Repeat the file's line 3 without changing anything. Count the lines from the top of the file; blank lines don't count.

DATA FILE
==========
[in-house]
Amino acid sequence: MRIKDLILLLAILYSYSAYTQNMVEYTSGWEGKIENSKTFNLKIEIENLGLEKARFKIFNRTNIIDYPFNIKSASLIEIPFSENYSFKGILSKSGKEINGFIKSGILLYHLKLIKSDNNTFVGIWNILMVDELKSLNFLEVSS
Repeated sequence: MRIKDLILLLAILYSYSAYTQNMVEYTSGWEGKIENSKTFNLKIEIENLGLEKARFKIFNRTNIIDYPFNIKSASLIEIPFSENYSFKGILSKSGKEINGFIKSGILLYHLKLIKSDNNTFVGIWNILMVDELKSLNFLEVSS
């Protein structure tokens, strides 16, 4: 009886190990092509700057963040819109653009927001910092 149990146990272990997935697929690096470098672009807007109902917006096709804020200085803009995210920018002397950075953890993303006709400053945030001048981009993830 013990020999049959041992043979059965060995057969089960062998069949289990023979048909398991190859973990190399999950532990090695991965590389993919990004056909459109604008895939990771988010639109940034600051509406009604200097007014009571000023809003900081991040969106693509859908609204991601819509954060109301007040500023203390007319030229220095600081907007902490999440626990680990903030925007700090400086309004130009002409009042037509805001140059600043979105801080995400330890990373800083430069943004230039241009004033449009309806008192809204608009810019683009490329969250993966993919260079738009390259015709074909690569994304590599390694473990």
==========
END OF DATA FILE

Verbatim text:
Repeated sequence: MRIKDLILLLAILYSYSAYTQNMVEYTSGWEGKIENSKTFNLKIEIENLGLEKARFKIFNRTNIIDYPFNIKSASLIEIPFSENYSFKGILSKSGKEINGFIKSGILLYHLKLIKSDNNTFVGIWNILMVDELKSLNFLEVSS